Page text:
Improved detection of frontotemporal degeneration may aid clinical trial efforts

A series of studies demonstrate improved detection of the second most common form of dementia, providing diagnostic specificity that clears the way for refined clinical trials testing targeted treatments. The new research is being presented by experts from the Perelman School of Medicine at the University of Pennsylvania at the American Academy of Neurology's 65th Annual Meeting in San Diego March 16-23, 2013.

Frontotemporal degeneration, the most common in people under 60, can be hereditary or sporadic in nature and caused by one of two different mutated proteins (tau or TDP-43). The disease results in damage to the anterior temporal and/or frontal lobes of the brain. As the disease progresses, it becomes increasingly difficult for people to plan or organize activities, behave appropriately in social or work settings, interact with others, and care for oneself, resulting in increasing dependency.

In one study, the team confirmed that a novel multimodal imaging approach was more accurate (88 percent) than using either MRI (72 percent) or DTI (81 percent) alone to detect FTD versus Alzheimer's disease. The two imaging techniques integrate measures of and , providing a statistically powerful method for predicting underlying pathology in order to screen patients for clinical trials.

"We are moving forward on our biomarker work to optimize our ability to identify the specific cause of an individual's difficulties during life, said senior author Murray Grossman, MD, EdD, professor of Neurology and director of the Penn FTLD Center. "We use a novel multi-modality approach involving behavioral, imaging and biofluid biomarker measures."

In a second study, researchers found that a brief series of of memory, word generation and conceptual flexibility (needed for -solving) helped differentiate people with very mild behavioral variant FTD (bvFTD) and those with (MCI). The combination of tests correctly classified 85.7 percent of bvFTD cases and 83.3 percent of MCI cases at early stages of disease.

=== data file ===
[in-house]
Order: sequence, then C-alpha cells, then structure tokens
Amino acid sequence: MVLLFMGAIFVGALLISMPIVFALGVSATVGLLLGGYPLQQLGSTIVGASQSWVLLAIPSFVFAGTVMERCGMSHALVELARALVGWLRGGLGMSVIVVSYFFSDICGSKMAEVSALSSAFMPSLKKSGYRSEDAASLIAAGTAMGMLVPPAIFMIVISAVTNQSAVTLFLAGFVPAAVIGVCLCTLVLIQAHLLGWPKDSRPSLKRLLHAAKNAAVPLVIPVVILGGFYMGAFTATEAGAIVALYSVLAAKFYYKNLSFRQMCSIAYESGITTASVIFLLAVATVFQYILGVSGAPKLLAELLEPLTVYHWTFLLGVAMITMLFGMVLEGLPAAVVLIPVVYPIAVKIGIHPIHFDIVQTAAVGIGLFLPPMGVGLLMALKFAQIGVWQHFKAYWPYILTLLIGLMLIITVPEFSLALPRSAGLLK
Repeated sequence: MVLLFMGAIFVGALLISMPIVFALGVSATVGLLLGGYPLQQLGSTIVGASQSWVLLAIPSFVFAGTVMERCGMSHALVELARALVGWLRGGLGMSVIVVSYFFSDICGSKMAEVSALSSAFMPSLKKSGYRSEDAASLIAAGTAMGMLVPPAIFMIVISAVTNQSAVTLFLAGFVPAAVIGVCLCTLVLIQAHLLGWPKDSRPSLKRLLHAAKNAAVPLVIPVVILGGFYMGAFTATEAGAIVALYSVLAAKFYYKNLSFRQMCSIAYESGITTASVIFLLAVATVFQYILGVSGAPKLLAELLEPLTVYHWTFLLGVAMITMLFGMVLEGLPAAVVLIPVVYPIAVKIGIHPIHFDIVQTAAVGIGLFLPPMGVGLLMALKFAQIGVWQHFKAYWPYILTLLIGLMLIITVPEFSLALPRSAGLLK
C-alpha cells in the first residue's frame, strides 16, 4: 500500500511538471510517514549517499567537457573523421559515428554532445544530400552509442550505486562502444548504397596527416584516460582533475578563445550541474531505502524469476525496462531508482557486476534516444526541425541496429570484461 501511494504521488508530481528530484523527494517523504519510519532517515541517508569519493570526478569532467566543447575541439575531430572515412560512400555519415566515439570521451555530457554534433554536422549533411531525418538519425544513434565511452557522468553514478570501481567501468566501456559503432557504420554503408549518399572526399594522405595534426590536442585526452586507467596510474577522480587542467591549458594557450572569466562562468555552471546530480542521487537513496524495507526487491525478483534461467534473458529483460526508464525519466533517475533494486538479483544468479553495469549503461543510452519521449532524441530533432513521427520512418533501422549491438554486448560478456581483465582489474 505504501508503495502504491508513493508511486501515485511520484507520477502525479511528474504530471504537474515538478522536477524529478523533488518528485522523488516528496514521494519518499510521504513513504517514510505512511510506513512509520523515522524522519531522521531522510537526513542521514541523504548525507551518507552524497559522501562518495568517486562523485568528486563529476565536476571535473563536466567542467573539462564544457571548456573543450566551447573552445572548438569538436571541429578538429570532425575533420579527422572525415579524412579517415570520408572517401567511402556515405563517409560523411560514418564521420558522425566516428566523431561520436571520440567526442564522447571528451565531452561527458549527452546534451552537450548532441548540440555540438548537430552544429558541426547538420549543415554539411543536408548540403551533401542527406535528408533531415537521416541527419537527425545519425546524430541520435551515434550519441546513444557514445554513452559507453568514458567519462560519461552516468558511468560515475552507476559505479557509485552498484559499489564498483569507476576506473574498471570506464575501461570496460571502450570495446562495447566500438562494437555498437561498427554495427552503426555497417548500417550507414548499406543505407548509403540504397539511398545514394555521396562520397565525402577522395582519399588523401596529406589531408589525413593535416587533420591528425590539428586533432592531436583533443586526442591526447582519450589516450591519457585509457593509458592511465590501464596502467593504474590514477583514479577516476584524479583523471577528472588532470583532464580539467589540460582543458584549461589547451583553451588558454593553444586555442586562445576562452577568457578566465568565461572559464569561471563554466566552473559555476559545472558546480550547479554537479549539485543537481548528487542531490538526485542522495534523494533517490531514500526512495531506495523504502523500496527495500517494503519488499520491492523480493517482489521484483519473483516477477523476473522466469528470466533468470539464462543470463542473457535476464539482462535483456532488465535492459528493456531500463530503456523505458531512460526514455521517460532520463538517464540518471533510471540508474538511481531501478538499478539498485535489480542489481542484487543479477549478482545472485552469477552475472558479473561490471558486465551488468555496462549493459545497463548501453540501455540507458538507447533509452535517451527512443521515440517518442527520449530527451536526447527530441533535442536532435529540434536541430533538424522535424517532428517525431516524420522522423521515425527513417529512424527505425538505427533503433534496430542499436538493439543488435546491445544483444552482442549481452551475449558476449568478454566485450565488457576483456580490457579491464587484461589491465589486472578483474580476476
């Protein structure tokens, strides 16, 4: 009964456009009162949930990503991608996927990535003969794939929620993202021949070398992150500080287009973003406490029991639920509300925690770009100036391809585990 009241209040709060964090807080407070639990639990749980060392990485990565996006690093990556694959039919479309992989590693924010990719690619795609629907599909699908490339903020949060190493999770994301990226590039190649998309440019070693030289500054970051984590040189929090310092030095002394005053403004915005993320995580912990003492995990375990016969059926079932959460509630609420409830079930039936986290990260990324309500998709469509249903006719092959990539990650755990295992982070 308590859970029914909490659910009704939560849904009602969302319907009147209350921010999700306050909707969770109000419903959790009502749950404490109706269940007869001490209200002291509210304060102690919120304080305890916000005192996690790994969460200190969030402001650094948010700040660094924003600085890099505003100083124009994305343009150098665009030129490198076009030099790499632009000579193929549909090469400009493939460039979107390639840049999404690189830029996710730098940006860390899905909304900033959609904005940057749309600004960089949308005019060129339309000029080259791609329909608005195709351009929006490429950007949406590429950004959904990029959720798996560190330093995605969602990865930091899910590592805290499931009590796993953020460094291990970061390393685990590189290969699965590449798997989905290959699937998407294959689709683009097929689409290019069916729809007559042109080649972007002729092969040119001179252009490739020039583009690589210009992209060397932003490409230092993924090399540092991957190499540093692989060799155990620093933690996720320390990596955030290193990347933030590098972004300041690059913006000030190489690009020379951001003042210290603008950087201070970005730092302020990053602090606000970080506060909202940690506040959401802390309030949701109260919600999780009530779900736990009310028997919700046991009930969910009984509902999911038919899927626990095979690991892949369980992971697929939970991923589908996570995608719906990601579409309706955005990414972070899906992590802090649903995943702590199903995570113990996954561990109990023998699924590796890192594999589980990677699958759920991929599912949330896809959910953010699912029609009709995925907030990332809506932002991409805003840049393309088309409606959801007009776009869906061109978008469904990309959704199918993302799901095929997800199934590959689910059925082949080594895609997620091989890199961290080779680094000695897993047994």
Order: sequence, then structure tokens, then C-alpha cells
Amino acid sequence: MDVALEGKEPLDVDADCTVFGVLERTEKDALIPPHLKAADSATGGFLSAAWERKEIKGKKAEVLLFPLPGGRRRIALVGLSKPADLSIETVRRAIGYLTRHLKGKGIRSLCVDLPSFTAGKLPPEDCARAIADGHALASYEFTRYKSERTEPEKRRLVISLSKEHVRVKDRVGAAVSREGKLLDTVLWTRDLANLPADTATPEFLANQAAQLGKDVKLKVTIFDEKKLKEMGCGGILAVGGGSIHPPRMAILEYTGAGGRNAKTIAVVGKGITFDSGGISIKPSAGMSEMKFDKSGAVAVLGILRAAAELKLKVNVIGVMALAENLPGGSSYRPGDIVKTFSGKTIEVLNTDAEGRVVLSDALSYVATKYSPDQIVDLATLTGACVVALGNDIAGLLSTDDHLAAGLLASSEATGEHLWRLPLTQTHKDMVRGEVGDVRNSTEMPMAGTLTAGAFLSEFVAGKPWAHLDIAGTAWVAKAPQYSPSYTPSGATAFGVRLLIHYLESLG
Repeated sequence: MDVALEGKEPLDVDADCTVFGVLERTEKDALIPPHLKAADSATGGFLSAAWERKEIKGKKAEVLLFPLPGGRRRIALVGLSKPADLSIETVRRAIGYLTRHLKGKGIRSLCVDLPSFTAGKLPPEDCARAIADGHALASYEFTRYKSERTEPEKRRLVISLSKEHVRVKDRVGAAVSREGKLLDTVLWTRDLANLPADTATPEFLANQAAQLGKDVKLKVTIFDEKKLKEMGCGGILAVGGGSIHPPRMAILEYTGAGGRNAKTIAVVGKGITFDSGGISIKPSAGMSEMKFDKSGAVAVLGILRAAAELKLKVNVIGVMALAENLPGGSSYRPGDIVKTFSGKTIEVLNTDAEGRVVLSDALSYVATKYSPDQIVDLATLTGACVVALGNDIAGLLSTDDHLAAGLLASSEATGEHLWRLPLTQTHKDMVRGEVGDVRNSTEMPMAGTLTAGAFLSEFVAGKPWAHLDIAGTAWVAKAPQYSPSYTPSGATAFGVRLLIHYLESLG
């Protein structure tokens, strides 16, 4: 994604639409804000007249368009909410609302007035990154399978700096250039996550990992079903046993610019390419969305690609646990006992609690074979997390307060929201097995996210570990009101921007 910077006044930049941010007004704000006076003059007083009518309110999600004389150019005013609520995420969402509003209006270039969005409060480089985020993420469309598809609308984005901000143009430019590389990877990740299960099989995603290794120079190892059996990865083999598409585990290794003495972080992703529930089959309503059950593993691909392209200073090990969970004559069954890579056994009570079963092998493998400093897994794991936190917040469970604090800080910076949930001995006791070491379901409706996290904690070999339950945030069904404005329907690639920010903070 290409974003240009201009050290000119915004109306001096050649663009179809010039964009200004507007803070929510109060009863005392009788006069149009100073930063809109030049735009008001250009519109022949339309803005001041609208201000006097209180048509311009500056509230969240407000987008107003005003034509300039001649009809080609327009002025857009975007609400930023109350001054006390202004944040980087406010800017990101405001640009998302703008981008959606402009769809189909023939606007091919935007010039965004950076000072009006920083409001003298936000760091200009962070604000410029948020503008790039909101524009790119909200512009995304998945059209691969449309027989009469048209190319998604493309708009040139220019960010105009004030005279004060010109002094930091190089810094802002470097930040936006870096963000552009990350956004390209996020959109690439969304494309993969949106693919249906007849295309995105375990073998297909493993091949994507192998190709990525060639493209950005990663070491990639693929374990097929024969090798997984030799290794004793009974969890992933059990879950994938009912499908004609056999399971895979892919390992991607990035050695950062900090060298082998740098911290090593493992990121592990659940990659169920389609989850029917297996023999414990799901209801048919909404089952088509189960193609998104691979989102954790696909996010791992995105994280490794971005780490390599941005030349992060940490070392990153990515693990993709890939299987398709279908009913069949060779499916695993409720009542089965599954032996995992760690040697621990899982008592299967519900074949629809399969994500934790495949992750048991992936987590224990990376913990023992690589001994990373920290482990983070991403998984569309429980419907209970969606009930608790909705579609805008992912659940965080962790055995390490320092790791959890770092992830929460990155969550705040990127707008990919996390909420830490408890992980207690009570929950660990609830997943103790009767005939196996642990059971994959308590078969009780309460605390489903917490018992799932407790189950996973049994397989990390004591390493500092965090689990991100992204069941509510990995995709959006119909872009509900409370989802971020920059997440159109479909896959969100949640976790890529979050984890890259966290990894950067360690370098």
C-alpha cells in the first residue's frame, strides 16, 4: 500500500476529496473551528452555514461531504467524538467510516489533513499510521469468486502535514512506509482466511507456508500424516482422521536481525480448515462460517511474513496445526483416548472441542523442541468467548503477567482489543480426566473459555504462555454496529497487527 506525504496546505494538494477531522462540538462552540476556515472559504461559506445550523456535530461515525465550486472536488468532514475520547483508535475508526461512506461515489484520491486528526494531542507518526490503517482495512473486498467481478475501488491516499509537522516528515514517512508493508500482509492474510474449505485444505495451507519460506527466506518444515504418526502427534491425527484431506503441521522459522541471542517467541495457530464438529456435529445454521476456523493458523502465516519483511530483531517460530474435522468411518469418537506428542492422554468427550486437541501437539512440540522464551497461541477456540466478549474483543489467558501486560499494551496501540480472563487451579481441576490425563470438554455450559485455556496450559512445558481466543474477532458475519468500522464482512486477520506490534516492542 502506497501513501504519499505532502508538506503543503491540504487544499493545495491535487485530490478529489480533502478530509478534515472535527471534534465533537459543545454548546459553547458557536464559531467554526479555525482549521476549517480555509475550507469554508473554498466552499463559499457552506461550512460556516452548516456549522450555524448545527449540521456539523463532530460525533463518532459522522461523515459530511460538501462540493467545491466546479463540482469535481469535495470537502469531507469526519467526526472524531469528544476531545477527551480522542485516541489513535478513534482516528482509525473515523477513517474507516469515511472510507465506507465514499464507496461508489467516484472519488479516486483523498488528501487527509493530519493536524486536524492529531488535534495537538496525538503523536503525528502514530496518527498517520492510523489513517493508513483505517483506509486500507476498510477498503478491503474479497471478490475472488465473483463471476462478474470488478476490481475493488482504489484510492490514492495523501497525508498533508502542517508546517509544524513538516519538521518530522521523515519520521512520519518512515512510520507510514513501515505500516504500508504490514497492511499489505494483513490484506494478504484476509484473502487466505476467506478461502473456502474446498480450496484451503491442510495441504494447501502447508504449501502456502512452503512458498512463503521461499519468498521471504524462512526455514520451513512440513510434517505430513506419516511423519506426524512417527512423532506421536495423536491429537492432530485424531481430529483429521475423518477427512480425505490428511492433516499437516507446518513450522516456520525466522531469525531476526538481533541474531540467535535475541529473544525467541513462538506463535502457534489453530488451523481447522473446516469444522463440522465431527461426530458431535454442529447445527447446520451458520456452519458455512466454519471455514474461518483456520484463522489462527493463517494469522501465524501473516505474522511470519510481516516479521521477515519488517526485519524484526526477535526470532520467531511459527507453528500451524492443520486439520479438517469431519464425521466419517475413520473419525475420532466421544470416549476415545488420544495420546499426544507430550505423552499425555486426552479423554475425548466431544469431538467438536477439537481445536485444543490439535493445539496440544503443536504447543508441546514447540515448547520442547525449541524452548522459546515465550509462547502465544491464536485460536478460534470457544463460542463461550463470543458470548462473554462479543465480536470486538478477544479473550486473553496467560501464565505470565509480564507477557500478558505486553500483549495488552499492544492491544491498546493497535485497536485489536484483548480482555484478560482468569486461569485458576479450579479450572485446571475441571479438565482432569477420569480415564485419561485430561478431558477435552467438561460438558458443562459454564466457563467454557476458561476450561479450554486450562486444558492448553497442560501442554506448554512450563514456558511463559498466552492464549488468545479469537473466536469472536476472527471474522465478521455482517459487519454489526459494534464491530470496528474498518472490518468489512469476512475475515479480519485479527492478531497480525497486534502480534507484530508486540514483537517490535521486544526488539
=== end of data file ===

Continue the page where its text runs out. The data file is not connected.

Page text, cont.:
"This is particularly important because treatment trials with disease-modifying agents are emerging, often based on animal studies, yet we still don't have all the tools we need to identify who is most appropriate to participate in one of these trials. Moreover, we can use this information we ascertain to help determine who is responding to a treatment in a clinical trial."

The third study being presented at the meeting showed that hereditary forms of FTD appear to have more rapid cognitive decline and differing tau profiles compared with sporadic forms of the disease. For clinical trials testing whether a drug can delay damage caused by tau, any known differences in the speed of disease progression could interfere with trial results.

More information: [P06.034] The Power of Multimodal Neuroimaging Biomarkers for Clinical Trial Screening
Thursday, March 21, 2013 7:30 AM

[P03.086] Utility of Neuropsychological Testing in the Differential Diagnosis of Early Behavioral Variant Frontotemporal Dementia (bvFTD) and Mild Cognitive Impairment (MCI)
Tuesday, March 19, 2013 2:00 PM

[P05.102] Longitudinal Cognitive Performance and Cerebrospinal Fluid Biomarkers in Sporadic and Hereditary Frontotemporal Lobar Degeneration
Wednesday, March 20, 2013 2:00 PM

add to favorites email to friend print save as pdf

Related Stories

Brief exam diagnoses cognitive impairment in ALS patients

Jun 22, 2011

(Medical Xpress) -- Patients with amyotrophic lateral sclerosis (ALS) could lose brain function earlier than is noticeably detectable, affecting their ability to make decisions about their care. Physicians need a method to ...

New research supports upcoming Alzheimer's disease guidelines

Aug 01, 2011

Two new studies published in the August issue of The Journal of Nuclear Medicine (JNM) provide insight into the potential of positron emission tomography (PET) to differentiate between types of dementia and to identify pharma ...

Recommended for you

Researchers track down cause of eye mobility disorder

9 hours ago

Imagine you cannot move your eyes up, and you cannot lift your upper eyelid. You walk through life with your head tilted upward so that your eyes look straight when they are rolled down in the eye socket. ...

How kids' brain structures grow as memory develops

10 hours ago

Our ability to store memories improves during childhood, associated with structural changes in the hippocampus and its connections with prefrontal and parietal cortices. New research from UC Davis is exploring ...

User comments